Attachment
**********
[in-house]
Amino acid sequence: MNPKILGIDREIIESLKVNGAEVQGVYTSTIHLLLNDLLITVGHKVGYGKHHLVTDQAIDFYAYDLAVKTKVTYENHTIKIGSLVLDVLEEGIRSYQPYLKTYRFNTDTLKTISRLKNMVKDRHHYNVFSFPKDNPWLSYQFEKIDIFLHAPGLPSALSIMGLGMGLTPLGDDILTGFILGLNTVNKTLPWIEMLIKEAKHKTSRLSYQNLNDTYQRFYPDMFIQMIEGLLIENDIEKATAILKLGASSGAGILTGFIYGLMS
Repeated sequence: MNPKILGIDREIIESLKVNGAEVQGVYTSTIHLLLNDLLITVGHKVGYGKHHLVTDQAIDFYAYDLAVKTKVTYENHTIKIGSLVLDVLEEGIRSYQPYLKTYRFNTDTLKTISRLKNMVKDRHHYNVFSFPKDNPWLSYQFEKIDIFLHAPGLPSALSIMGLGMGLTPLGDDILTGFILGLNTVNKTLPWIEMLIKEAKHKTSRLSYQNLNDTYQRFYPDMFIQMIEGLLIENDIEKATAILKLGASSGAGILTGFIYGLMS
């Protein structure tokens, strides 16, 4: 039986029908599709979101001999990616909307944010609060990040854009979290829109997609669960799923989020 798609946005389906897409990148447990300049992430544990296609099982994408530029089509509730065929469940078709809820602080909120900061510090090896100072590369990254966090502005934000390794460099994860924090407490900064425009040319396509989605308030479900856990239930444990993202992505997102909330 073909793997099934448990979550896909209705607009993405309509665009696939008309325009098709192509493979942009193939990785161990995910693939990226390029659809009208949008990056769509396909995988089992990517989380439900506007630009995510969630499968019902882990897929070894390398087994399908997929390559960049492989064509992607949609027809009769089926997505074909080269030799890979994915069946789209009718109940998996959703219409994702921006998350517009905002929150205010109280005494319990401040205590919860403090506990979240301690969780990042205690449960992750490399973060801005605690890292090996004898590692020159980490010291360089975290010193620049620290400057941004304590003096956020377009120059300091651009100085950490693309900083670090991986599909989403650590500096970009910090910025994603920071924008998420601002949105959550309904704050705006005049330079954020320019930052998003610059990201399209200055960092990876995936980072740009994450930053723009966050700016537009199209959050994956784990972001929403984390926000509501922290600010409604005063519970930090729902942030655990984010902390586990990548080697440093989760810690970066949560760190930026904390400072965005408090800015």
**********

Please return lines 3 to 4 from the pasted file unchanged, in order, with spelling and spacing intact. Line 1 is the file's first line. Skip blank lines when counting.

Repeated sequence: MNPKILGIDREIIESLKVNGAEVQGVYTSTIHLLLNDLLITVGHKVGYGKHHLVTDQAIDFYAYDLAVKTKVTYENHTIKIGSLVLDVLEEGIRSYQPYLKTYRFNTDTLKTISRLKNMVKDRHHYNVFSFPKDNPWLSYQFEKIDIFLHAPGLPSALSIMGLGMGLTPLGDDILTGFILGLNTVNKTLPWIEMLIKEAKHKTSRLSYQNLNDTYQRFYPDMFIQMIEGLLIENDIEKATAILKLGASSGAGILTGFIYGLMS
């Protein structure tokens, strides 16, 4: 039986029908599709979101001999990616909307944010609060990040854009979290829109997609669960799923989020 798609946005389906897409990148447990300049992430544990296609099982994408530029089509509730065929469940078709809820602080909120900061510090090896100072590369990254966090502005934000390794460099994860924090407490900064425009040319396509989605308030479900856990239930444990993202992505997102909330 073909793997099934448990979550896909209705607009993405309509665009696939008309325009098709192509493979942009193939990785161990995910693939990226390029659809009208949008990056769509396909995988089992990517989380439900506007630009995510969630499968019902882990897929070894390398087994399908997929390559960049492989064509992607949609027809009769089926997505074909080269030799890979994915069946789209009718109940998996959703219409994702921006998350517009905002929150205010109280005494319990401040205590919860403090506990979240301690969780990042205690449960992750490399973060801005605690890292090996004898590692020159980490010291360089975290010193620049620290400057941004304590003096956020377009120059300091651009100085950490693309900083670090991986599909989403650590500096970009910090910025994603920071924008998420601002949105959550309904704050705006005049330079954020320019930052998003610059990201399209200055960092990876995936980072740009994450930053723009966050700016537009199209959050994956784990972001929403984390926000509501922290600010409604005063519970930090729902942030655990984010902390586990990548080697440093989760810690970066949560760190930026904390400072965005408090800015």